Sustrans has worked with partners to inform the Department for Transport’s newest changes to The Highway Code, which now prioritises safety for all and introduces a hierarchy of road users.
Credit: Max Crawford/Sustrans
New changes to The Highway Code mean that those walking, wheeling and cycling are now recognised as the most vulnerable road users, making their safety of paramount importance.
These changes apply to only England, Scotland, and Wales.
These changes to The Highway Code include:
1. New hierarchy of road users
The new hierarchy of road users ensures that those who can do the greatest harm have the greatest responsibility to reduce the danger they may pose to others.
At the top of this hierarchy (as most vulnerable) are people who are walking, in particular children, disabled people and older adults.
Therefore a person cycling assumes responsibility to look out for the safety of those walking.
In the same way, a driver has responsibility for those walking, wheeling, cycling and horse riding.
2. Dutch Reach
The Highway Code will now advise people to use the Dutch Reach method when getting out of a vehicle or when opening a vehicle door from within.
In practice, the Dutch Reach is simply the act of opening a vehicle door by using the arm which is closest to the centre of the vehicle when seated.
This action causes the person inside the car to look over their shoulder and out of the window to check for other nearby road users.
This simple habit will help to reduce the likelihood of the dangerous event that's known as 'car dooring'.
In turn, this will reduce the risk of injury to people walking, wheeling, cycling and motorbiking.
3. People crossing the road at junctions have priority
When people are crossing or waiting to cross at a junction, people driving, riding a motorcycle or cycling should give way.
If people have started crossing and traffic wants to turn into the road, the people crossing have priority and the traffic should give way.
4. People driving and riding motorcycles are to give way at junctions to people on cycles or horses
The Highway Code will now state that at a junction, people in vehicles who want to turn should not cut across people who are travelling straight ahead on cycles or horses.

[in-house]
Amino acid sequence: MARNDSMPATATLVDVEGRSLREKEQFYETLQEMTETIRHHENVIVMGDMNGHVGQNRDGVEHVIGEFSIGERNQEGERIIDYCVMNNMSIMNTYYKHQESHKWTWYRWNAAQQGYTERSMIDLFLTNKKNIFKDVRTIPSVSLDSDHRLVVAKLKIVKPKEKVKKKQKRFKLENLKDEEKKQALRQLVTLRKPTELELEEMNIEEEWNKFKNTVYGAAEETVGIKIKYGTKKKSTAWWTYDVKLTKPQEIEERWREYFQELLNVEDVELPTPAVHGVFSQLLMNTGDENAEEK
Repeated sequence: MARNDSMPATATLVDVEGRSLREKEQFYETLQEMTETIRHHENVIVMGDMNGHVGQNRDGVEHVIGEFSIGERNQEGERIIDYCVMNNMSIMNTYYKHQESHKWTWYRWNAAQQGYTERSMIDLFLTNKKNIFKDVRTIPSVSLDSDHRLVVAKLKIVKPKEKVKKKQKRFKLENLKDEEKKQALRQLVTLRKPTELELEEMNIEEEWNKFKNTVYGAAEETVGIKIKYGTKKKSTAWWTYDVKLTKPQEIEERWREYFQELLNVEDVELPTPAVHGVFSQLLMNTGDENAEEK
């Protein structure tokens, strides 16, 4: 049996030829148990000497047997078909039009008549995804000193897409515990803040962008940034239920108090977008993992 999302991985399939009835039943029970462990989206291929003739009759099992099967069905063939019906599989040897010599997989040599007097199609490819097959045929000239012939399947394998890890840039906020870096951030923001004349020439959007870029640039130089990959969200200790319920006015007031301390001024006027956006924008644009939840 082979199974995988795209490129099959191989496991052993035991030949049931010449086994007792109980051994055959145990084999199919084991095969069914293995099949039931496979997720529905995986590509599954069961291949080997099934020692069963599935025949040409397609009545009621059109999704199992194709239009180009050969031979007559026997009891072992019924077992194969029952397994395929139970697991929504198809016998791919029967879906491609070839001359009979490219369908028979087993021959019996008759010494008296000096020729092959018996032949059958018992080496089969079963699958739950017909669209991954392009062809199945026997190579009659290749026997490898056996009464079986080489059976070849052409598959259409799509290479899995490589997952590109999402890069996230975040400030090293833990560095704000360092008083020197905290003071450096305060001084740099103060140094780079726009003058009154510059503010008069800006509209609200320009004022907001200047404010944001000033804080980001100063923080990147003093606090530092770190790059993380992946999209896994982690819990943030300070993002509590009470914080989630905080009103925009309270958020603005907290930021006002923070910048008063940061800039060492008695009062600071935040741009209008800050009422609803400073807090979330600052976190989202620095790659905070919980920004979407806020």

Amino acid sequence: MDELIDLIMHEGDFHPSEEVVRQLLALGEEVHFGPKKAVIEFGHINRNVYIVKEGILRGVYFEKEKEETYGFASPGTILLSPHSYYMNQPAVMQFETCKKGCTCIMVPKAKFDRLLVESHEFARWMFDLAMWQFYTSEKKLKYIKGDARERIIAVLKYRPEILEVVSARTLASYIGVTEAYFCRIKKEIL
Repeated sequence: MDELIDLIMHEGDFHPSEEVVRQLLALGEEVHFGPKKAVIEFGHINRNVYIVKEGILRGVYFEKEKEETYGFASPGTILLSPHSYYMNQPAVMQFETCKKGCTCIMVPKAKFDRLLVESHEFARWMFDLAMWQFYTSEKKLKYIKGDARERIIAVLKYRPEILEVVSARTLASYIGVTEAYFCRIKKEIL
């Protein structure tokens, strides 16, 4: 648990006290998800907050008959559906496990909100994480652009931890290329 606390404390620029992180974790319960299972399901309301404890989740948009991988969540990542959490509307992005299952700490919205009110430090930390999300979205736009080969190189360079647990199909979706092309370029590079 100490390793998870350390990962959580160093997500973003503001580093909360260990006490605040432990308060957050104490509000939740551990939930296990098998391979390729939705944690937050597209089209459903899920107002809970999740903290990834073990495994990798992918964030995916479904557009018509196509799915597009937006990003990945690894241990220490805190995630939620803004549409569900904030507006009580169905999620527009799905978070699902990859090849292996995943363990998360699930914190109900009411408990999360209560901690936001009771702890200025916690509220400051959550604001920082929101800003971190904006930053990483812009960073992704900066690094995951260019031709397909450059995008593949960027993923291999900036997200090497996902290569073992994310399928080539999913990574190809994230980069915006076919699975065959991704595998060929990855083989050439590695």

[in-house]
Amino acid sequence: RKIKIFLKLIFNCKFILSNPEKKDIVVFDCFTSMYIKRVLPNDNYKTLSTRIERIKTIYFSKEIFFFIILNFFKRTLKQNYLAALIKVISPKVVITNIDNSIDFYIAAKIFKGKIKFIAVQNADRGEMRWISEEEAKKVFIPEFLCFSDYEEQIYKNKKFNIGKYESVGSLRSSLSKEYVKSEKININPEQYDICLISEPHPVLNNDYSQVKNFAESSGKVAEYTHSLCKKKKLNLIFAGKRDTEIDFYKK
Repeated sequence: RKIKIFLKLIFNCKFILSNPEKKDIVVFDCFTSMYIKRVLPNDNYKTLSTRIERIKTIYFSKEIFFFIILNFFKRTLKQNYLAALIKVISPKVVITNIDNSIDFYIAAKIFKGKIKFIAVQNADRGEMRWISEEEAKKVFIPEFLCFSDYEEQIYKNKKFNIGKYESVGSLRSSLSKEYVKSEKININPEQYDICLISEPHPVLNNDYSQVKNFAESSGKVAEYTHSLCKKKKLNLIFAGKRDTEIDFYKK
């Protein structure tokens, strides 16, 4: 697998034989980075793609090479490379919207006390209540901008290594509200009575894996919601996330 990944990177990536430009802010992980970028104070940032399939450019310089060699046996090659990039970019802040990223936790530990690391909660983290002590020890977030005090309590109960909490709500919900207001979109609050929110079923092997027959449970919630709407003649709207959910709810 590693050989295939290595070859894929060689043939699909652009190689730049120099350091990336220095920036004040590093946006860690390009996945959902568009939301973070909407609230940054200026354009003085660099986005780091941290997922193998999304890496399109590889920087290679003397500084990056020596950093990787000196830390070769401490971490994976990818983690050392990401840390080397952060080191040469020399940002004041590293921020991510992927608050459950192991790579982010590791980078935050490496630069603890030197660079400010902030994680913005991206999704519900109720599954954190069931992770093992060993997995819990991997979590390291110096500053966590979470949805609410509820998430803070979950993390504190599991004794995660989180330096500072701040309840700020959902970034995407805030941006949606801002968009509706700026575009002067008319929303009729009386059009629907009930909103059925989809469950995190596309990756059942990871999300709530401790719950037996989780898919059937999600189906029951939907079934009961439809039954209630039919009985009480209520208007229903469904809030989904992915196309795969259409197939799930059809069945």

This applies whether there is a cycle lane in place or if a person is travelling on the road. Drivers about to turn into a junction or side road should also now give way to pedestrians crossing or waiting to cross.
5. Safer passing distances for overtaking people cycling and horse riding
People driving are now instructed to leave a distance of at least 1.5 metres when overtaking people who are cycling or horse riding.
And at least two metres are required when overtaking people who are walking on roads without pavements.
The importance of feeling safer
On these changes, Sustrans CEO Xavier Brice said:
“Sustrans has worked hard with partners to inform these amendments.
“They're based on the crucial aims of improving safety at junctions and making passing distances safer when people in vehicles are overtaking those who are walking, wheeling, cycling and horse riding.
“We must all continue to look out for each other as we travel and this new hierarchy at last recognises that road users with the potential to cause the greatest harm have the greater responsibility.
“We know that when people feel safer they are more likely to choose active forms of travel, such as walking, wheeling and cycling, and so Sustrans strongly supports the UK Government’s decision to amend The Highway Code.”
The myths and facts of the Highway Code changes
Myth: Only drivers are expected to be considerate
Fact: The new “hierarchy of road users” makes the point that quicker and heavier modes of travel should be especially careful for those who are more vulnerable.
Horseriders should be careful for cyclists, and everyone should be careful for pedestrians, and be particularly careful for children, older people or disabled people.
Myth: Cyclists are now being ‘allowed’ to ride in the middle of the road
Fact: Using the ‘primary position’ has been advised in the Highway Code for years. Cyclists should use the centre of the lane to make themselves more visible at narrow sections of roads, when approaching junctions, or generally at any point where a car overtaking would cause danger.
Myth: There’s a new rule saying cyclists do not have to use cycle lanes
Fact: Cyclists are already not obliged to use bike lanes when one is provided. The language has been made clearer, saying cyclists “may exercise their judgment and are not obliged to use them”.
Myth: Pedestrians can cross roads at any time
Fact: Drivers about to turn into a junction should now give way to pedestrians “crossing or waiting to cross”. The previous version said pedestrians had priority only “if they have started to cross”. Crossing the road can be daunting, especially for older people or those with small children.
Myth: Cyclists are now allowed to ride two abreast
Fact: The old version said cyclists should “never ride more than two abreast, and ride in single file on narrow or busy roads”, which was vague.
The code will now say: “You can ride two abreast and it can be safer to do so, particularly in larger groups or when accompanying children or less experienced riders.”
Myth: Drivers shouldn’t be expected to know this
Fact: Recent coverage has focused on supposed confusion and ignorance. Many of the changes amount to good sense and common courtesy.
However, other elements (riding two abreast), have been in the Code for years but are still routinely unknown to drivers.